Unfortunately, this issue has extended to other childcare centers, too.  

“A lot of centers are facing this problem,” said Cory. “So many places are hiring, but we’re losing our best people because with Target paying $15 per hour, it’s hard to compete.”  

Cory said he continues to balance hope with an ever-shifting reality.  

“I think there will still be a fear of what’s coming next, and it’s going to create a ripple effect, with parents not wanting to sign up or trust everything that [childcare providers are] doing,” he said.    

Cory said that if a staff member won’t get vaccinated, there’s more financial difficulty that could come.  

“Sometimes, young teachers don’t want to get a vaccine, so we have to shut down a classroom that costs us $8,000 in revenue for two weeks,” he said.  

“I don’t think we’ll see anything quite to this scale in the near future, but it’s tricky. [COVID] is so hard to predict because we’ve been in survival mode.”  

Cory said that he focuses on the bright side. “I see the light at the end of the tunnel; business has picked back up, people are crabbing about everyday things…Still, I don’t know how long or short people’s memories will be.”  

Despite his optimism, Cory said that he’s undergone an undeniably hard time.  

“This has been one of the most stressful years, but it’s also allowed me to accept that we were doing a good job before, and still doing a good job, even if someone isn’t 100 percent satisfied. Before, 99 [families] would be happy, and if one [family] was unhappy, I would focus on that. Now, I say, ‘Maybe this [center] isn’t right for you. Maybe we help you moving forward.’ As positive as I’m being, we’re not in the clear completely. We’re dealing with new customers, so we’ve not built a rapport with them. Before, we had families who had been here for three years. It is a very different world.”  

As the world continued to change, so did Nebraska Children in our application reviewing processes.   

“It really took everyone working together on establishing processes, and then writing down the processes—so we had an understanding among ourselves first. [Our Communities for Kids] team took a lead on this part,” said Betty.   

From there, Betty said that the Nebraska Children marketing team created a Frequently Asked Questions page and an 800-number to address childcare providers’ questions or technical difficulties.   

“We had people leading the team on the application process using Survey Monkey to make the application. We set up an 800-number, and a group email of a team of [Nebraska Children] staff, who volunteered to cover the 800-number,” said Betty. “The team was led by Steph Renn, and they worked like a well-oiled machine, although they may not have felt that way at times,” she said.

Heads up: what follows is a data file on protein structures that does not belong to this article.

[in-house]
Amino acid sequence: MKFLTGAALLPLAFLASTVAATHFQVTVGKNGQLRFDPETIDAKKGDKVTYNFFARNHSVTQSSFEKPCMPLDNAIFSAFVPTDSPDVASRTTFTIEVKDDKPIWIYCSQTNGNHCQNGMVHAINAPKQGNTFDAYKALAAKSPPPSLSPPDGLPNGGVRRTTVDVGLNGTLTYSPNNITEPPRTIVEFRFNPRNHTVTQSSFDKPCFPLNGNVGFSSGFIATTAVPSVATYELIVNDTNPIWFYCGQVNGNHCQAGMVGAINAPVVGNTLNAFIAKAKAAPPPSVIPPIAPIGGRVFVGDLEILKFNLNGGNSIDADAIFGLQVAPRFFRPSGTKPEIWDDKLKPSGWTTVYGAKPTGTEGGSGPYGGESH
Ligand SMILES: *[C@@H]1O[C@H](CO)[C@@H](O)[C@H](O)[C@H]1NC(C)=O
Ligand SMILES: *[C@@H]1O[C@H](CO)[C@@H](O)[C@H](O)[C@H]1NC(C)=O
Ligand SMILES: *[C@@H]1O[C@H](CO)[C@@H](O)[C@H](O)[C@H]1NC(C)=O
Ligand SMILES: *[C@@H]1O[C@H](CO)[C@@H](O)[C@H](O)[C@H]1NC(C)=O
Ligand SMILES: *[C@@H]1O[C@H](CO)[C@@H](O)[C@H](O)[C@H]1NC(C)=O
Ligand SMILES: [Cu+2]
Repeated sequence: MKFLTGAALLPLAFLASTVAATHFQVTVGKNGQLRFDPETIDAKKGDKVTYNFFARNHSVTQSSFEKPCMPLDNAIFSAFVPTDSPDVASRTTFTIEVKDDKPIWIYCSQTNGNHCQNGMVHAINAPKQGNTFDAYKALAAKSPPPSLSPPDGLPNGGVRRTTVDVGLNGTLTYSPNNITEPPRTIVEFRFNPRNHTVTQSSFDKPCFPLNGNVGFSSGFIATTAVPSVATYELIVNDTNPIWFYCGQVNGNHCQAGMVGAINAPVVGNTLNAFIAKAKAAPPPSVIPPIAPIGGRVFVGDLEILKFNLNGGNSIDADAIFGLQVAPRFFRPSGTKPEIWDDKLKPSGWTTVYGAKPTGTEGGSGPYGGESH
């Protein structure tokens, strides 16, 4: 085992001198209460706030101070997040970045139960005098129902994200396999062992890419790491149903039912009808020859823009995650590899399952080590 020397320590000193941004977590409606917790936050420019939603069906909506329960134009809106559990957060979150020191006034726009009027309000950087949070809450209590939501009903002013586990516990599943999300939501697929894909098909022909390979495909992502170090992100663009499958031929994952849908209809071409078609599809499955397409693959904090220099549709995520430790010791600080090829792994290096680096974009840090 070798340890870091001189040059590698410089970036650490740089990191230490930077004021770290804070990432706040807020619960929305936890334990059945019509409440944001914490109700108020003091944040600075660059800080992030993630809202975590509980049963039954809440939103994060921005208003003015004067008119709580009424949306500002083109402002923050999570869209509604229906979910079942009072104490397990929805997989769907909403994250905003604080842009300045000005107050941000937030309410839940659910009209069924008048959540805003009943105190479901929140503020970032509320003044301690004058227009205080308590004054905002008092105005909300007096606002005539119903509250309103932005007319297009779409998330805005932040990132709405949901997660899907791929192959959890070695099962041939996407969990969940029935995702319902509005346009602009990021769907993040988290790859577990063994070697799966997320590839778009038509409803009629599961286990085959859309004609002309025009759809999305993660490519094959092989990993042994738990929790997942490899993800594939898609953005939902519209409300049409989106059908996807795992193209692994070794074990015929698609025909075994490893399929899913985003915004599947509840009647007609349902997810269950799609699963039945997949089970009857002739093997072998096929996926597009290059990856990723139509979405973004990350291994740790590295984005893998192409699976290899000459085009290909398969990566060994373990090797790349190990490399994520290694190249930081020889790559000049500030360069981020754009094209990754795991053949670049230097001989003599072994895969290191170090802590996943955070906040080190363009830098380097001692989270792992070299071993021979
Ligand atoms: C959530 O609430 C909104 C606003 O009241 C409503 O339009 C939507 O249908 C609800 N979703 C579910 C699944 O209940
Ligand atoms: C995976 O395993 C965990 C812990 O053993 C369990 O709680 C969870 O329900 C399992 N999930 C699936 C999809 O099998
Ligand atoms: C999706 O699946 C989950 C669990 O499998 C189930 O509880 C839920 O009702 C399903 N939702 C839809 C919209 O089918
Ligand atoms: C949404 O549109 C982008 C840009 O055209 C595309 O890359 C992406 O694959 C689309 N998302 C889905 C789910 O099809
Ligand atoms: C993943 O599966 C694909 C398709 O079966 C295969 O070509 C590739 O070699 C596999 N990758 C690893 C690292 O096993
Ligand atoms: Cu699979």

Betty said the Finance and Accounting team were incredibly helpful in this process.   

Betty Medinger oversaw the Early Childhood team as they sifted through CARES Act applications and materials.

“Additionally, our Director of Community Investments, Jamie Anthony, and various staff in programs and contract management were critical in organizing files in SharePoint, reviewing documentation needed, approving providers for payments, and keeping track of everything needed to send to accounting to make payments,” said Betty.  

Still, the team and providers encountered more hurdles. “This level of detail and review again took us to our staff working their ‘regular jobs’ and asking them to be part of this review process that became overwhelming,” said Betty.   

Eventually, Betty said that the organization refined the processes and even hired additional staff.   

When asked if there was a victory that stood out, Betty’s answer was straightforward.   

“I feel like the story that stands out for me is that we pulled together, and everyone worked so hard…It was stressful at times for everyone, but people really rallied, and I was so impressed with everyone,” she said.   

Meanwhile, as childcare providers anticipated the great unknown, Nebraska Children pivoted into foreign terrain as well. In addition to reviewing applications, the Early Childhood team began providing technical support for the process.  

“We had to explain to providers how to scan a document [of a receipt] or how to take a picture and send it to us,” said Stephanni.   

“The team each took a phone day; ALL day, we devoted ourselves to answering phone calls and responding to emails,” she said. “I have talked to at least 200 providers.”  

Stephanni said that she felt a strong obligation to assist providers with the application process.  

“It was different because in my normal job, there are fires, but not that sense that I’m potentially impacting someone’s life! That $5,550 could be their mortgage,” she said.